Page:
Let’s start this way.  No one gets it.  At least not how we think it.

Now, does that opening sentence get you to want to read on?

If you want what you say or write to be heard or read, if you want who you’re talking to, to want to hear more, to open their window to you, you have maybe 30 or 60 seconds or a sentence or two to compel them to pay attention to you.

We call this “Short-Form Marketing.”

What is it?

It’s making a great first and then lasting impression.  It’s getting your message right. Making sure you are saying what your customers need to hear.  If done right, many more conversations and opportunities will find you.

What others think it is

It seems as if “short-form” marketing is thought more of as it relates to content marketing:

•  From ScribbleLive, “short-form content is a great tool to capture and engage an audience. (It) is short and sweet, no longer than 1,000 words.”

•  From Volume Nine, “short form content is typically 400-600 words, can be read in as little as two minutes, and doesn’t require much critical thinking.

•  From Scripted, Inc., “There’s nothing wrong with the average 400-word blog post, especially if it’s on an exciting topic that doesn’t require much in-depth writing. That being said, nobody will take your content seriously if that’s all you’re offering.”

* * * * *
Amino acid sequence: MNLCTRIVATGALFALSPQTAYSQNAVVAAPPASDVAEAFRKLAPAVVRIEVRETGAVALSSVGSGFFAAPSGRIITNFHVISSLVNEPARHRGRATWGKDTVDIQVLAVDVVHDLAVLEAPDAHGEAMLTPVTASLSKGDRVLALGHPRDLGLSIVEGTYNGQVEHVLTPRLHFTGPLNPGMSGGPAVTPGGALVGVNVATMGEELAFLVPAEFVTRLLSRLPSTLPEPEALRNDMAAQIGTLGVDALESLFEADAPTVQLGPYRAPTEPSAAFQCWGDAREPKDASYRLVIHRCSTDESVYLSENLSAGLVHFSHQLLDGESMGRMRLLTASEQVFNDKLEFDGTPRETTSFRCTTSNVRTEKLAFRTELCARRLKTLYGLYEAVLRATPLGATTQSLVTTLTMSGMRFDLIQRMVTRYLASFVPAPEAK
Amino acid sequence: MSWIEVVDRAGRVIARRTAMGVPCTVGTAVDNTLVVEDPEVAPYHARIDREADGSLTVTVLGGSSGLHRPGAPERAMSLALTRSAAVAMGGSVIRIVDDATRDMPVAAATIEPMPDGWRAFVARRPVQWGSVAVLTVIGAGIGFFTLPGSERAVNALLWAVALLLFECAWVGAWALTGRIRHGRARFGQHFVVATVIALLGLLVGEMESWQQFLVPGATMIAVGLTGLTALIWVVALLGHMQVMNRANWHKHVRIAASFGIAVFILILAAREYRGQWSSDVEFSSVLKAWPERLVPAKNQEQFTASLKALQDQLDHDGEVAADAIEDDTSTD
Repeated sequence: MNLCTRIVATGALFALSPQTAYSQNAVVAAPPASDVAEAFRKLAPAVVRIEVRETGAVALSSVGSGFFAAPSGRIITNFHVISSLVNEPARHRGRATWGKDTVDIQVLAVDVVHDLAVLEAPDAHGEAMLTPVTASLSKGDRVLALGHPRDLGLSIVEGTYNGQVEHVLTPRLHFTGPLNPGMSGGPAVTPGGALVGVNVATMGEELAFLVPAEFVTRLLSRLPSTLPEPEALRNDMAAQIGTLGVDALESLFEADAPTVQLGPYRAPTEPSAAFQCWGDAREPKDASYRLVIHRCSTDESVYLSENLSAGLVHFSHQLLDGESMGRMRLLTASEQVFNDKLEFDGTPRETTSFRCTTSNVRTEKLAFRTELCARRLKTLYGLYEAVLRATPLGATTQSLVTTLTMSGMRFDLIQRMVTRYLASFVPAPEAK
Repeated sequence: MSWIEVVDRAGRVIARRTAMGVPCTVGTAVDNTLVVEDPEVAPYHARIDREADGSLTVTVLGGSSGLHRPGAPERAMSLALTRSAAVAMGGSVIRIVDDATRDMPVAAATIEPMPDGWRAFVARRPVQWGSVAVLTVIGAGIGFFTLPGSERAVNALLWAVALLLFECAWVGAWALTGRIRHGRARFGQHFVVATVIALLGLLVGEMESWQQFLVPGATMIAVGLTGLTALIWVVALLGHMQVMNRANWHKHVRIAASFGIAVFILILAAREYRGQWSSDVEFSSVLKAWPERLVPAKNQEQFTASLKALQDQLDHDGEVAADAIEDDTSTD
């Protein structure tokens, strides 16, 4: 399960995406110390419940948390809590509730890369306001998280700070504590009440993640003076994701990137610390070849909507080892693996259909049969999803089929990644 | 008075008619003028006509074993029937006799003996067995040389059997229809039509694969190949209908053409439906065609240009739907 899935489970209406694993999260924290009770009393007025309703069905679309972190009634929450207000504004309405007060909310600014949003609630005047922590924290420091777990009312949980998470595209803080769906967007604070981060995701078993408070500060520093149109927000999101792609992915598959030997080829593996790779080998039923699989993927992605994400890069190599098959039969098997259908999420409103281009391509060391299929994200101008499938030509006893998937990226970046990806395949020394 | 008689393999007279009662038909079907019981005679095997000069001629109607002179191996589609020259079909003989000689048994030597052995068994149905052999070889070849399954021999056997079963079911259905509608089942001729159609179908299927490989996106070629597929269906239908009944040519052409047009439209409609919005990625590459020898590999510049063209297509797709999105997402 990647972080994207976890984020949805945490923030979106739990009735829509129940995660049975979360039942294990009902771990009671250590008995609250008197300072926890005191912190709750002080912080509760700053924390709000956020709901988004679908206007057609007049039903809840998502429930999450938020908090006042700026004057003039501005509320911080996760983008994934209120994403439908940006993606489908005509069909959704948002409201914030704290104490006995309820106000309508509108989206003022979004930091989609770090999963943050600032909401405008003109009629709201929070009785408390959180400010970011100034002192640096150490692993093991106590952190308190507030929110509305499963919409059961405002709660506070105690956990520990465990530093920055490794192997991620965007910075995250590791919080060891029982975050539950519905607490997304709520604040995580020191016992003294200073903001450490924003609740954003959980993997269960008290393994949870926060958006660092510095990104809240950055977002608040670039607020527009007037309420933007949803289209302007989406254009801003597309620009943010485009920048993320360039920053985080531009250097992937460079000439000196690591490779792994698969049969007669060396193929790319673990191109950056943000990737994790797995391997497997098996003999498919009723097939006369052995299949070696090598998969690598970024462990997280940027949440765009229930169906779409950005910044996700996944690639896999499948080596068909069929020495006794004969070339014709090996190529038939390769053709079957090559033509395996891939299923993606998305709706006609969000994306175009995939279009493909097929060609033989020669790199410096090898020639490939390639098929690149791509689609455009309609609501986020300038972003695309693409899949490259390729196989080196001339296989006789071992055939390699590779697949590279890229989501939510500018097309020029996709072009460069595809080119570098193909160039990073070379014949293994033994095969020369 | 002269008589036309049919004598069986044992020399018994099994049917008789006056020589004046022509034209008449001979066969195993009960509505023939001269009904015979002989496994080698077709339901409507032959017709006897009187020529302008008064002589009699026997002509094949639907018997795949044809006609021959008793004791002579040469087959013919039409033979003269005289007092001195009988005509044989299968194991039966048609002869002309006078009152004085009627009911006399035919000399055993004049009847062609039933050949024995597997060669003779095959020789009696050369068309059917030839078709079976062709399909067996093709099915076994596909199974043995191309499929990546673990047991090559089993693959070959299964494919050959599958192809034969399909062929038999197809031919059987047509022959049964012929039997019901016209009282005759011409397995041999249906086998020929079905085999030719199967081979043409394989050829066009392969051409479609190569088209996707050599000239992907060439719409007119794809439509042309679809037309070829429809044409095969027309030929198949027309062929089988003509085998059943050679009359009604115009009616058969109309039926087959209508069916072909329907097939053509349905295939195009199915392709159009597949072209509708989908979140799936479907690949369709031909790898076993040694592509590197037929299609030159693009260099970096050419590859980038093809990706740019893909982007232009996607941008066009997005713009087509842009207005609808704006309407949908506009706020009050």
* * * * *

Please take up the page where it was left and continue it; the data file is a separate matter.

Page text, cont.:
Our debate is not with these interpretations and the lessons they promote. In fact, they each have great content. Rather, as David Ogilvy famously said, “on the average, five times as many people read the headline as read the body copy. When you have written your headline, you have spent eighty cents out of your dollar.”

That’s our point. Quickly read, single-minded compelling headlines, :30 or :60 verbal messages that are focused and conveyed in words in a way that your audience needs to hear it. That’s our definition for “short-form marketing.”


Too many other priorities, too many other distractions.  An HBR article referenced, “…little wonder in a world where the average professional has 150 tasks to be done at any given time…” And, if you’re a boss somewhere, you’re probably grumbling with the amount of non-productive distractions that occur every day. (Check out this CNBC article, if you have a moment to be distracted.)

When we only have 140 characters (or even 280) or when we scroll through Facebook, Instagram, etc., or with the limited time that we spend surfing a website or look at an email, if something doesn’t catch our eye we move on.

So, when it comes to you being in front of your prospect, your boss, or your peers and you’ve get to wow them with your product or service or just wow them with who you are with what you say or what you write, it’s got to be short, sweet and compelling.

If you get that right, the conversations and opportunities will happen. Your materials, e-media, videos, etc., will get heard, read and seen.  Your 400 short-form or 2,000 long-form blogs will get read.  Ogilvy’s 20¢ will become that much more valuable.

We so believe in our version of “short-form marketing” that we host a workshop on this very subject.